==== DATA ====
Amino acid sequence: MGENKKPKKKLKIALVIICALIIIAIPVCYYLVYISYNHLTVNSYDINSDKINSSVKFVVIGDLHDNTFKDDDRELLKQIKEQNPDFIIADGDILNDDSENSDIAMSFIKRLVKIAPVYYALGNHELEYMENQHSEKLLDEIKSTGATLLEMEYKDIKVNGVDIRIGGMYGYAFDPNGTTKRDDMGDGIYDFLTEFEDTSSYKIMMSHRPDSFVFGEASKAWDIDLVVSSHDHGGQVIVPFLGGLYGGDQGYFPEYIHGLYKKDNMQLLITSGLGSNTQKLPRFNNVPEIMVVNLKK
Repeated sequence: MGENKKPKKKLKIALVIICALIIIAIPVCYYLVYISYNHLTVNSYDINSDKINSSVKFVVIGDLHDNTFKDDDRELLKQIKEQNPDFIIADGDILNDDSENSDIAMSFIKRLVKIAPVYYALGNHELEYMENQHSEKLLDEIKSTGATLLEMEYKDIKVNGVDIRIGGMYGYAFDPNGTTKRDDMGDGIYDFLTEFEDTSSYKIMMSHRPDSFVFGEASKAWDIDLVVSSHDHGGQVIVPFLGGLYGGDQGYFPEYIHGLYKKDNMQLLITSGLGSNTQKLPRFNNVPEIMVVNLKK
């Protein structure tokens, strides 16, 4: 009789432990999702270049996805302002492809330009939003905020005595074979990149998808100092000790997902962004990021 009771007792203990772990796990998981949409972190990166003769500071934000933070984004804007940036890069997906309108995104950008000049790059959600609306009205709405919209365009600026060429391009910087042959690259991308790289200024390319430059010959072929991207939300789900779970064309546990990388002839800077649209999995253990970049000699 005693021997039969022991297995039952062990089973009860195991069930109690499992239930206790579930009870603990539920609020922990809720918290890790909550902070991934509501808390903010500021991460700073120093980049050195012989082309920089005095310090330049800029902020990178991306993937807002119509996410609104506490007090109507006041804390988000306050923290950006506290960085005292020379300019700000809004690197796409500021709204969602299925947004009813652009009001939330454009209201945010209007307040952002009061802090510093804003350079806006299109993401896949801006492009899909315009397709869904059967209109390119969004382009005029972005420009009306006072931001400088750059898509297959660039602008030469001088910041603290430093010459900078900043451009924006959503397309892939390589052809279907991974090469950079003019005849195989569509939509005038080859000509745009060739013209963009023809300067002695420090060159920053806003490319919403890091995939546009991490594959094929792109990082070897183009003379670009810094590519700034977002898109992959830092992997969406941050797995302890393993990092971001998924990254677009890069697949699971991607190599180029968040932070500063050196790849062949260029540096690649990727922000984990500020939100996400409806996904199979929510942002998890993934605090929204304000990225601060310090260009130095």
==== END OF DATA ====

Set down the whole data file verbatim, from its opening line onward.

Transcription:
Amino acid sequence: MGENKKPKKKLKIALVIICALIIIAIPVCYYLVYISYNHLTVNSYDINSDKINSSVKFVVIGDLHDNTFKDDDRELLKQIKEQNPDFIIADGDILNDDSENSDIAMSFIKRLVKIAPVYYALGNHELEYMENQHSEKLLDEIKSTGATLLEMEYKDIKVNGVDIRIGGMYGYAFDPNGTTKRDDMGDGIYDFLTEFEDTSSYKIMMSHRPDSFVFGEASKAWDIDLVVSSHDHGGQVIVPFLGGLYGGDQGYFPEYIHGLYKKDNMQLLITSGLGSNTQKLPRFNNVPEIMVVNLKK
Repeated sequence: MGENKKPKKKLKIALVIICALIIIAIPVCYYLVYISYNHLTVNSYDINSDKINSSVKFVVIGDLHDNTFKDDDRELLKQIKEQNPDFIIADGDILNDDSENSDIAMSFIKRLVKIAPVYYALGNHELEYMENQHSEKLLDEIKSTGATLLEMEYKDIKVNGVDIRIGGMYGYAFDPNGTTKRDDMGDGIYDFLTEFEDTSSYKIMMSHRPDSFVFGEASKAWDIDLVVSSHDHGGQVIVPFLGGLYGGDQGYFPEYIHGLYKKDNMQLLITSGLGSNTQKLPRFNNVPEIMVVNLKK
């Protein structure tokens, strides 16, 4: 009789432990999702270049996805302002492809330009939003905020005595074979990149998808100092000790997902962004990021 009771007792203990772990796990998981949409972190990166003769500071934000933070984004804007940036890069997906309108995104950008000049790059959600609306009205709405919209365009600026060429391009910087042959690259991308790289200024390319430059010959072929991207939300789900779970064309546990990388002839800077649209999995253990970049000699 005693021997039969022991297995039952062990089973009860195991069930109690499992239930206790579930009870603990539920609020922990809720918290890790909550902070991934509501808390903010500021991460700073120093980049050195012989082309920089005095310090330049800029902020990178991306993937807002119509996410609104506490007090109507006041804390988000306050923290950006506290960085005292020379300019700000809004690197796409500021709204969602299925947004009813652009009001939330454009209201945010209007307040952002009061802090510093804003350079806006299109993401896949801006492009899909315009397709869904059967209109390119969004382009005029972005420009009306006072931001400088750059898509297959660039602008030469001088910041603290430093010459900078900043451009924006959503397309892939390589052809279907991974090469950079003019005849195989569509939509005038080859000509745009060739013209963009023809300067002695420090060159920053806003490319919403890091995939546009991490594959094929792109990082070897183009003379670009810094590519700034977002898109992959830092992997969406941050797995302890393993990092971001998924990254677009890069697949699971991607190599180029968040932070500063050196790849062949260029540096690649990727922000984990500020939100996400409806996904199979929510942002998890993934605090929204304000990225601060310090260009130095």